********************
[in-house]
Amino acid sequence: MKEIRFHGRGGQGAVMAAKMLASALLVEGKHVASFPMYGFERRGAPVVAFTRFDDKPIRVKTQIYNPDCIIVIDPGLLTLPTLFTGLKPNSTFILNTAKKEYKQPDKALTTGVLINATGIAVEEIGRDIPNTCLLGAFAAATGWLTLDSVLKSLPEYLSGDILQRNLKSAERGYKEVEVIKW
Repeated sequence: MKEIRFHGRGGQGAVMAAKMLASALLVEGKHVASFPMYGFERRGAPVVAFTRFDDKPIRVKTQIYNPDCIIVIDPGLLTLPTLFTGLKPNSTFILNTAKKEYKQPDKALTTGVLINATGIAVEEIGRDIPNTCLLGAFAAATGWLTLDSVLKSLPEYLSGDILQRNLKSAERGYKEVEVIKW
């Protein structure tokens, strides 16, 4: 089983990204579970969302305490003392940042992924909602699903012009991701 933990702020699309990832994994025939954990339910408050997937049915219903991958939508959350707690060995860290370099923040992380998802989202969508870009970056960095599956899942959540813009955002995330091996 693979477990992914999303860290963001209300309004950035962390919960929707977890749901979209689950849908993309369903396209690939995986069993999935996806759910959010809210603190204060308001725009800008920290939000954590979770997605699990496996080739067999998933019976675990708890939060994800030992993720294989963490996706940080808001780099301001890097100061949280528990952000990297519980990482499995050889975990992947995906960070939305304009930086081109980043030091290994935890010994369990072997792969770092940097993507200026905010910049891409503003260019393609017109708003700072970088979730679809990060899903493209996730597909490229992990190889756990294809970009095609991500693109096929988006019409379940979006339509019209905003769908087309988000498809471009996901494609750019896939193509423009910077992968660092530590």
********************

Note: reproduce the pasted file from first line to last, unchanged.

[in-house]
Amino acid sequence: MKEIRFHGRGGQGAVMAAKMLASALLVEGKHVASFPMYGFERRGAPVVAFTRFDDKPIRVKTQIYNPDCIIVIDPGLLTLPTLFTGLKPNSTFILNTAKKEYKQPDKALTTGVLINATGIAVEEIGRDIPNTCLLGAFAAATGWLTLDSVLKSLPEYLSGDILQRNLKSAERGYKEVEVIKW
Repeated sequence: MKEIRFHGRGGQGAVMAAKMLASALLVEGKHVASFPMYGFERRGAPVVAFTRFDDKPIRVKTQIYNPDCIIVIDPGLLTLPTLFTGLKPNSTFILNTAKKEYKQPDKALTTGVLINATGIAVEEIGRDIPNTCLLGAFAAATGWLTLDSVLKSLPEYLSGDILQRNLKSAERGYKEVEVIKW
């Protein structure tokens, strides 16, 4: 089983990204579970969302305490003392940042992924909602699903012009991701 933990702020699309990832994994025939954990339910408050997937049915219903991958939508959350707690060995860290370099923040992380998802989202969508870009970056960095599956899942959540813009955002995330091996 693979477990992914999303860290963001209300309004950035962390919960929707977890749901979209689950849908993309369903396209690939995986069993999935996806759910959010809210603190204060308001725009800008920290939000954590979770997605699990496996080739067999998933019976675990708890939060994800030992993720294989963490996706940080808001780099301001890097100061949280528990952000990297519980990482499995050889975990992947995906960070939305304009930086081109980043030091290994935890010994369990072997792969770092940097993507200026905010910049891409503003260019393609017109708003700072970088979730679809990060899903493209996730597909490229992990190889756990294809970009095609991500693109096929988006019409379940979006339509019209905003769908087309988000498809471009996901494609750019896939193509423009910077992968660092530590």